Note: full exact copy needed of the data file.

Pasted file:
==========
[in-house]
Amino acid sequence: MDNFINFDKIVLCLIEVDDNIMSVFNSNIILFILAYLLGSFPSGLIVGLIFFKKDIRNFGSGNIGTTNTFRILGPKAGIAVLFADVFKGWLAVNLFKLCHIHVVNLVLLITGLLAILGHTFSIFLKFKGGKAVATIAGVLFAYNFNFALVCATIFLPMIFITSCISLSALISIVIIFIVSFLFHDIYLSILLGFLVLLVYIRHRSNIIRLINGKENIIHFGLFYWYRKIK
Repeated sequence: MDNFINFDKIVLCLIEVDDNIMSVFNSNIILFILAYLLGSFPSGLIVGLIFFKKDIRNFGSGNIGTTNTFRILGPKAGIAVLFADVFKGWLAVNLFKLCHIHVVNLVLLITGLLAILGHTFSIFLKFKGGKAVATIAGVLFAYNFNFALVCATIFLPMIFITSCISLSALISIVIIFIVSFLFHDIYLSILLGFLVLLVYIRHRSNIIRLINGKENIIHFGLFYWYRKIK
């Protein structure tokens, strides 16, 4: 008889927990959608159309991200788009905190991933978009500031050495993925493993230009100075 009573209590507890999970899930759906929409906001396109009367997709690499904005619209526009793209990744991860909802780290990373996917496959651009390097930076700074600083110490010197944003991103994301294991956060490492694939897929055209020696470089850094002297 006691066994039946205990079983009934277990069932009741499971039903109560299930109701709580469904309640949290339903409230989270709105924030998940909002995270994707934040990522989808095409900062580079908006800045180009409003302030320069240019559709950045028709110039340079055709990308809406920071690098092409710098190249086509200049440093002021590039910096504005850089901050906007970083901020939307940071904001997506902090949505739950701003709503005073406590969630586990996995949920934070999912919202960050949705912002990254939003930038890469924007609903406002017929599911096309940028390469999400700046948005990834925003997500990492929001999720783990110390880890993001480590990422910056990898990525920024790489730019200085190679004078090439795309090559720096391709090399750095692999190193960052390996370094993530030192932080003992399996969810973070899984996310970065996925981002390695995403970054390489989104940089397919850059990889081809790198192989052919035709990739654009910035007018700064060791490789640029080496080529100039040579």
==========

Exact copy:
[in-house]
Amino acid sequence: MDNFINFDKIVLCLIEVDDNIMSVFNSNIILFILAYLLGSFPSGLIVGLIFFKKDIRNFGSGNIGTTNTFRILGPKAGIAVLFADVFKGWLAVNLFKLCHIHVVNLVLLITGLLAILGHTFSIFLKFKGGKAVATIAGVLFAYNFNFALVCATIFLPMIFITSCISLSALISIVIIFIVSFLFHDIYLSILLGFLVLLVYIRHRSNIIRLINGKENIIHFGLFYWYRKIK
Repeated sequence: MDNFINFDKIVLCLIEVDDNIMSVFNSNIILFILAYLLGSFPSGLIVGLIFFKKDIRNFGSGNIGTTNTFRILGPKAGIAVLFADVFKGWLAVNLFKLCHIHVVNLVLLITGLLAILGHTFSIFLKFKGGKAVATIAGVLFAYNFNFALVCATIFLPMIFITSCISLSALISIVIIFIVSFLFHDIYLSILLGFLVLLVYIRHRSNIIRLINGKENIIHFGLFYWYRKIK
């Protein structure tokens, strides 16, 4: 008889927990959608159309991200788009905190991933978009500031050495993925493993230009100075 009573209590507890999970899930759906929409906001396109009367997709690499904005619209526009793209990744991860909802780290990373996917496959651009390097930076700074600083110490010197944003991103994301294991956060490492694939897929055209020696470089850094002297 006691066994039946205990079983009934277990069932009741499971039903109560299930109701709580469904309640949290339903409230989270709105924030998940909002995270994707934040990522989808095409900062580079908006800045180009409003302030320069240019559709950045028709110039340079055709990308809406920071690098092409710098190249086509200049440093002021590039910096504005850089901050906007970083901020939307940071904001997506902090949505739950701003709503005073406590969630586990996995949920934070999912919202960050949705912002990254939003930038890469924007609903406002017929599911096309940028390469999400700046948005990834925003997500990492929001999720783990110390880890993001480590990422910056990898990525920024790489730019200085190679004078090439795309090559720096391709090399750095692999190193960052390996370094993530030192932080003992399996969810973070899984996310970065996925981002390695995403970054390489989104940089397919850059990889081809790198192989052919035709990739654009910035007018700064060791490789640029080496080529100039040579």